C.G.v.Saul

UNITED STATES DISTRICT COURT NORTHERN DISTRICT OF CALIFORNIAJul 10, 2019
Case No. 18-cv-02604-NC (N.D. Cal. Jul. 10, 2019)

Case No. 18-cv-02604-NC

07-10-2019

C.G., Plaintiff, v. ANDREW M. SAUL, Defendant.


ORDER DENYING PLAINTIFF'S MOTION FOR SUMMARY JUDGMENT AND GRANTING DEFENDANT'S CROSS-MOTION FOR SUMMARY JUDGMENT

Re: Dkt. Nos. 23, 27

Plaintiff seeks judicial review of the defendant Commissioner of Social Security Andrew M. Saul's denial of her application for supplemental security income under Title XVI of the Social Security Act, 42 U.S.C. §§ 1381 et seq. See Dkt. Nos. 26, 29. Plaintiff argues that the Administrative Law Judge failed to properly evaluate the medical record and her subjective complaints. The Court finds that the Administrative Law Judge articulated sufficient reasons for his findings and properly evaluated the medical record. Accordingly, the Court DENIES Plaintiff's motion for summary judgment and GRANTS the Commissioner's cross-motion for summary judgment.

On June 4, 2019, the United States Senate confirmed Andrew M. Saul as the Commissioner of Social Security. See P.N. 94, 116th Congress (2019). Accordingly, the Court substitutes Saul for the defendant and directs the Clerk of the Court to update the case caption. See Fed. R. Civ. P. 25(d).

I. Background

A. Procedural History

Plaintiff applied for Title II disability insurance benefits and protectively filed a Title XVI application for supplemental security income on November 16, 2015. See Dkt. No. 18 ("AR") at 204-19. She indicated on her application that she had submitted a prior application with the Social Security Administration. AR at 204. An Administrative Law Judge ("ALJ") held a hearing on Plaintiff's application on September 19, 2017. Id. at 29-71. The ALJ found that Plaintiff was not disabled and denied her application. Id. 12-28. The Social Security Administration Appeals Council denied review. Id. at 1-6. Plaintiff seeks judicial review of the ALJ's now-final decision pursuant to 42 U.S.C. §§ 405(g) and 1383(c). Both parties consented to the jurisdiction of a magistrate judge pursuant to 28 U.S.C. § 636(c). See Dkt. Nos. 10, 13.

B. Undisputed Facts

1. Non-Medical Evidence

Plaintiff is a homeless 53-year-old woman with a high school education and work experience as a caregiver. Id. at 33, 40, 67. She alleges disability beginning March 20, 2016, based on neuropathy, memory loss, diabetes, and arthritis. Id. at 33, 253. Plaintiff has not worked since her alleged onset date. Id. at 17.

In her functional report dated January 27, 2016, she noted that burning and stiffness in her hands and numbness in her legs limited her ability to work. Id. at 260. She also listed problems with sleeping and has difficulty with daily tasks such as dressing, bathing, caring for her hair, shaving, feeding herself, and using the toilet. Id. at 261. Plaintiff indicated that she did not prepare her own meals, but also that she spent one hour daily on preparing meals. Id. at 262. Plaintiff wrote that she performs "very light" household chores for two hours daily. Id. She added that she goes outside daily and travels by walking and using public transportation with the help of a cane. Id. Plaintiff also indicated that she shopped for oral hygiene products and groceries for two hours twice a month. Id. at 262, 264. She stated that she spent time with friends twice a week listening to music, talking, and eating together. Id. at 264.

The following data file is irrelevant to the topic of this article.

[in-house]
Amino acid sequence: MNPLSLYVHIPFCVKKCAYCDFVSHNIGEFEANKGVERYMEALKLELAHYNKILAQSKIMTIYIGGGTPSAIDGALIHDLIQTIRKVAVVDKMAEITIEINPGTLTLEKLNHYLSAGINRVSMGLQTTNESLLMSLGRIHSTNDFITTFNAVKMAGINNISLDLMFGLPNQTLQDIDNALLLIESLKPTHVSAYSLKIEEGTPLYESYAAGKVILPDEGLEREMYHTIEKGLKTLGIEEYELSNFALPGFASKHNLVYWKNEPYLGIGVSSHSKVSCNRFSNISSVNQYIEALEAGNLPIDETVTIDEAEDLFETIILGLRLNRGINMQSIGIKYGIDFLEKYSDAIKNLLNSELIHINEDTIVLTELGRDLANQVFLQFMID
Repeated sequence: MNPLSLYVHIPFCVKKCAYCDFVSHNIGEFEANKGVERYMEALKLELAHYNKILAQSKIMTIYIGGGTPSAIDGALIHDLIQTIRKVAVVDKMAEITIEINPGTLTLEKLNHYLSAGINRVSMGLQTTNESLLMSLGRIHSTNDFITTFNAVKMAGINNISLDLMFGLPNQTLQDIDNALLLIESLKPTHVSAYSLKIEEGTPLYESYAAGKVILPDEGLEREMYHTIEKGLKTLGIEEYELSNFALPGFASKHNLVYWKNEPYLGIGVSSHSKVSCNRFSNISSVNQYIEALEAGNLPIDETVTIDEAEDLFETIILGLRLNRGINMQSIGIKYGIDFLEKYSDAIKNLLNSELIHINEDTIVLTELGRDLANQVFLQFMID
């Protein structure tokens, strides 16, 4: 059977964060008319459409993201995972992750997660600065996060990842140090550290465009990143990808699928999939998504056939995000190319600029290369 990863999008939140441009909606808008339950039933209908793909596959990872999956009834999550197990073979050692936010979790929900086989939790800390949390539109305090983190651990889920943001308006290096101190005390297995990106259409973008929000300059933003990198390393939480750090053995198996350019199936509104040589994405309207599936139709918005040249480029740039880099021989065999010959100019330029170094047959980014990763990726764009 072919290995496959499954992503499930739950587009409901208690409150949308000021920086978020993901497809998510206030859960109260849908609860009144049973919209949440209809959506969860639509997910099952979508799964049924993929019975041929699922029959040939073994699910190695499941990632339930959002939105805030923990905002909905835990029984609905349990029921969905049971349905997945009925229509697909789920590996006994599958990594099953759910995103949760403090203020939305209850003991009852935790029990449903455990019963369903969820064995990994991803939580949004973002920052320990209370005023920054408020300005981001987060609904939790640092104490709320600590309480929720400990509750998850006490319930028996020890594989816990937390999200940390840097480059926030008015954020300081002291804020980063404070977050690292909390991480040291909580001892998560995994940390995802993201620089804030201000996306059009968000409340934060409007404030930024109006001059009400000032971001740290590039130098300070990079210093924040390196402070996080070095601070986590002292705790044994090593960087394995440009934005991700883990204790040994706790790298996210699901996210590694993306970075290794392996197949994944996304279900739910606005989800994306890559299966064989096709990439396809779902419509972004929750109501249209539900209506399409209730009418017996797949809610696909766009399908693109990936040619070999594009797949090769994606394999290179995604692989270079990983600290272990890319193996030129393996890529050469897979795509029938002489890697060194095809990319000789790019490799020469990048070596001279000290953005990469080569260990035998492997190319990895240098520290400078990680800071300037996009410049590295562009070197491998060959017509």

In her functional report, Plaintiff lists her address as homeless. AR 268. Thus, her time spent outside might simply reflect her living situation, not elective activities. See AR 263.

Plaintiff's friend, A. Wiley, completed a third-party report describing her perception of Plaintiff's abilities and habits. Id. at 270-77. Wiley's report is substantially identical to Plaintiffs' own report. Id.

2. Medical Evidence

Plaintiff was diagnosed with right shoulder strain and peripheral neuropathy in 2014. See AR 389. Although Plaintiff also complained of leg pain that same year, her doctors found no abnormalities with her leg. Id. at 409. A year later, Plaintiff reported improvement in her hand and foot pain. Id. at 338. By the end of 2015, x-rays showed swelling consistent with osteomyelitis in her finger. Id. at 373. Plaintiff was "well known" to the emergency room department for "similar trivial symptoms." Id. at 377.

On January 13, 2016, Dr. Sheila Nouchian noted decreased sensation in Plaintiff's hands and feet, and diminished reflexes in her knees. Id. at 412. Plaintiff was discharged from physical therapy shortly after for her failure to comply with the attendance policy. Id. at 330.

On February 11, 2016, state agency physician Dr. A. Khong assessed the following manipulative limitations based on Plaintiff's record: "Frequent handling and fingering using [right] and occasional handling and fingering using the [left]. May feel frequently bilaterally." Id. at 81. Dr. Khong further noted that x-rays of Plaintiff's left hand did not reveal any arthritis, and "[d]espite her presumed diagnosis of neuropathy due to subjective complaints of pain, records do not indicate any significant functions limitations in the [right] hand." Id. at 78. Dr. Khong concluded that Plaintiff could: lift or carry 10 pounds frequently and 20 pounds occasionally; stand or walk for more than six hours in an eight-hour workday; and sit for more than six hours in an eight-hour workday. Id. at 80.